Hall now tests all cable and has rejected up to 10 percent at times. One way to identify dielectric-related problems in the field is to look for a vertical misalignment of red, green, and blue. “White has all three components, so white doesn't look like white,” Haghjoo says. “It has tinges of colors.”

    What do dielectric problems have to do with distance? For one thing, having the cables tested before installation is a way to avoid extracting a bad cable and then repulling a second one — both of which incur additional labor costs.

  • Cat5/6 cable – This technology is literally the backbone of most Ethernet local area networks (LANs), and the number after the Cat indicates the generation. All Cats consist of twisted pairs, but not all are equally useful for AV applications. For example, in LANs, data is sent and received, so the pairs are twisted at different rates in order to eliminate crosstalk. But with one-way video traffic, that design creates skew, so for video applications, it's important to take steps to minimize skew using skew-free cable or compensation circuitry.

    Because it's widely used in LANs and other applications, Cat cable is cheap: less than 5 cents per foot, depending on type and volume. That low cost makes it tempting to pull liberally, but overzealousness can backfire in certain applications.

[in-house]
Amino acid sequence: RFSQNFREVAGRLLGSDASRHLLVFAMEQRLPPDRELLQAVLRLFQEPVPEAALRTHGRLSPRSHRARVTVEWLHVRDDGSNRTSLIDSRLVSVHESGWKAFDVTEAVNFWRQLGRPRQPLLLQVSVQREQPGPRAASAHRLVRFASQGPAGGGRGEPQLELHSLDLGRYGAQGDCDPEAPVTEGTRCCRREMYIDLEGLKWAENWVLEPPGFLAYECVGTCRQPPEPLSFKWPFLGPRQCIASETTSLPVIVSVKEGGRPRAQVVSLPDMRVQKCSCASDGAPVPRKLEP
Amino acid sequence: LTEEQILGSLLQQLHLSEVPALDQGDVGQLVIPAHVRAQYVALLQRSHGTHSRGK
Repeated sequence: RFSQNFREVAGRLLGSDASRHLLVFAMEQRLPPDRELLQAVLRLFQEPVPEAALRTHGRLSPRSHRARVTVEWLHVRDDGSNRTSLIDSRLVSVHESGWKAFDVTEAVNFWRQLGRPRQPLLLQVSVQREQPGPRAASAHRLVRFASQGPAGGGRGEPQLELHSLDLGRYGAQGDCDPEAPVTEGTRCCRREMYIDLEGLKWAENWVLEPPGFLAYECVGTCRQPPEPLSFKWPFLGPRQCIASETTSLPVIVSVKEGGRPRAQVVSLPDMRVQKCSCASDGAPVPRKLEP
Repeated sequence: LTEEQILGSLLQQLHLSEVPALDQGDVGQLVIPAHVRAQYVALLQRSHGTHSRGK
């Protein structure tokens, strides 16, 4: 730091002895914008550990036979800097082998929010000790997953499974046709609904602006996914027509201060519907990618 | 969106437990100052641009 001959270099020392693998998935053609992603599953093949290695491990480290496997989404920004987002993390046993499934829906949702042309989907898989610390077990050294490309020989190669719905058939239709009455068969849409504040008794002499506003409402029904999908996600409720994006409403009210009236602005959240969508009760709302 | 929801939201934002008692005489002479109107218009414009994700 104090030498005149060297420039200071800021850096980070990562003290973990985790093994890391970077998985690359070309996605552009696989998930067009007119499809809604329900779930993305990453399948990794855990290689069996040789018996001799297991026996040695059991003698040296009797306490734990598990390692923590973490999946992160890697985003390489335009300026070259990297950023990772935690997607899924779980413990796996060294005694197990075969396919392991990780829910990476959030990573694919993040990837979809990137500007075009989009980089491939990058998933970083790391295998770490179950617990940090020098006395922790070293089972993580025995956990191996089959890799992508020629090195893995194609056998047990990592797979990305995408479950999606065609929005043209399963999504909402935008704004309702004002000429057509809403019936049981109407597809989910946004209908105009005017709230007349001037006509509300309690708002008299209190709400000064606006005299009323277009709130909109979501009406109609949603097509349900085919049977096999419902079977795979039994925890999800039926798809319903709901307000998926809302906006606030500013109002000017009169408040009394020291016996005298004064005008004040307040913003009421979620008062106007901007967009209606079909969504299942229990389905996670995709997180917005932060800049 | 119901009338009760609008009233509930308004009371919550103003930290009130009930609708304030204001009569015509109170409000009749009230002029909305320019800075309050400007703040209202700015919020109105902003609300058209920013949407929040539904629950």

“If it's digital signage, with big characters and pictures, it probably doesn't matter much,” Haghjoo says. “But if it's smaller fonts, it's going to matter. It depends on the resolution or refresh rate. The higher those are, the shorter the pixel times are. It can become an issue, depending on the length of the cable. At 300 feet, you can be sure that you'll have that problem.”

  • Fiber optic cable – There are two main types of fiber optic cable, both of which use hairlike strands of glass. The first is single-mode, also occasionally called mono-mode, where all information is carried on a single beam of light. The second is multimode, which handles multiple beams simultaneously and thus has a larger girth than single-mode cable.

    One major benefit of fiber optics is that the signals are sent as beams of light rather than electrical waves. So unlike copper technologies, the signal doesn't get bogged down by electrical resistance over long links. Because light tends to scatter over distance — a phenomenon known as modal dispersion — multimode fiber is typically used for spans up to 10 miles, and single-mode cable for greater distances. However, although both fiber types require transmitters (called optical emitters), single-mode fiber uses transmitters that are two to four times more expensive — about $1,000 — than ones for multimode applications, according to LuxLink, a Hicksville, NY-based company that specializes in fiber optics.

    Yet single-mode fiber may be a better choice even for links shorter than 10 miles. One reason is bandwidth. “People think that fiber is an infinitely large pipe,” says John Lopinto, president and CEO of Hauppauge, NY-based Communications Specialties. “But multimode has severe bandwidth limitations, particularly as it relates to digitized baseband signals such as RGB video. Single-mode fiber doesn't have that.”